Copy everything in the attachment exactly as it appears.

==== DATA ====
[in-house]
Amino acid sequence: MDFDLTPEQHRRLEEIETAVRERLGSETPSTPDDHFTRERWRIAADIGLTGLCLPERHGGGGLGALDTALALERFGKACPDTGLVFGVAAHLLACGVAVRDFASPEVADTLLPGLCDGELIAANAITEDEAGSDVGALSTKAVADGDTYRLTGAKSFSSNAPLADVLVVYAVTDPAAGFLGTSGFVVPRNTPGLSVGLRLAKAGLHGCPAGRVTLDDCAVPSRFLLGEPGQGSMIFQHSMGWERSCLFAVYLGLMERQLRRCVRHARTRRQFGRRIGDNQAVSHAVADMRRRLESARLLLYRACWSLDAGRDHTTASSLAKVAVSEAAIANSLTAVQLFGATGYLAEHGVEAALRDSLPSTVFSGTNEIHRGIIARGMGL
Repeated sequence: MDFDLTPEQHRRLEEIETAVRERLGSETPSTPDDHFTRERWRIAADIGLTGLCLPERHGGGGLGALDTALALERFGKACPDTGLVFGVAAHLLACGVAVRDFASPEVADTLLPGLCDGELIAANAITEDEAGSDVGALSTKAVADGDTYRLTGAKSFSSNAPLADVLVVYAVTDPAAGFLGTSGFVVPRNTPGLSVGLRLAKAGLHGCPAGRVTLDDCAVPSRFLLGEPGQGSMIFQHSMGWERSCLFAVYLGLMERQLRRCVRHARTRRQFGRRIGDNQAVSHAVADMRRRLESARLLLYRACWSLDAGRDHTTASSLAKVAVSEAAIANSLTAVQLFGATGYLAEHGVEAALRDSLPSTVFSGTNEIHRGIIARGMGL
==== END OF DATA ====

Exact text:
[in-house]
Amino acid sequence: MDFDLTPEQHRRLEEIETAVRERLGSETPSTPDDHFTRERWRIAADIGLTGLCLPERHGGGGLGALDTALALERFGKACPDTGLVFGVAAHLLACGVAVRDFASPEVADTLLPGLCDGELIAANAITEDEAGSDVGALSTKAVADGDTYRLTGAKSFSSNAPLADVLVVYAVTDPAAGFLGTSGFVVPRNTPGLSVGLRLAKAGLHGCPAGRVTLDDCAVPSRFLLGEPGQGSMIFQHSMGWERSCLFAVYLGLMERQLRRCVRHARTRRQFGRRIGDNQAVSHAVADMRRRLESARLLLYRACWSLDAGRDHTTASSLAKVAVSEAAIANSLTAVQLFGATGYLAEHGVEAALRDSLPSTVFSGTNEIHRGIIARGMGL
Repeated sequence: MDFDLTPEQHRRLEEIETAVRERLGSETPSTPDDHFTRERWRIAADIGLTGLCLPERHGGGGLGALDTALALERFGKACPDTGLVFGVAAHLLACGVAVRDFASPEVADTLLPGLCDGELIAANAITEDEAGSDVGALSTKAVADGDTYRLTGAKSFSSNAPLADVLVVYAVTDPAAGFLGTSGFVVPRNTPGLSVGLRLAKAGLHGCPAGRVTLDDCAVPSRFLLGEPGQGSMIFQHSMGWERSCLFAVYLGLMERQLRRCVRHARTRRQFGRRIGDNQAVSHAVADMRRRLESARLLLYRACWSLDAGRDHTTASSLAKVAVSEAAIANSLTAVQLFGATGYLAEHGVEAALRDSLPSTVFSGTNEIHRGIIARGMGL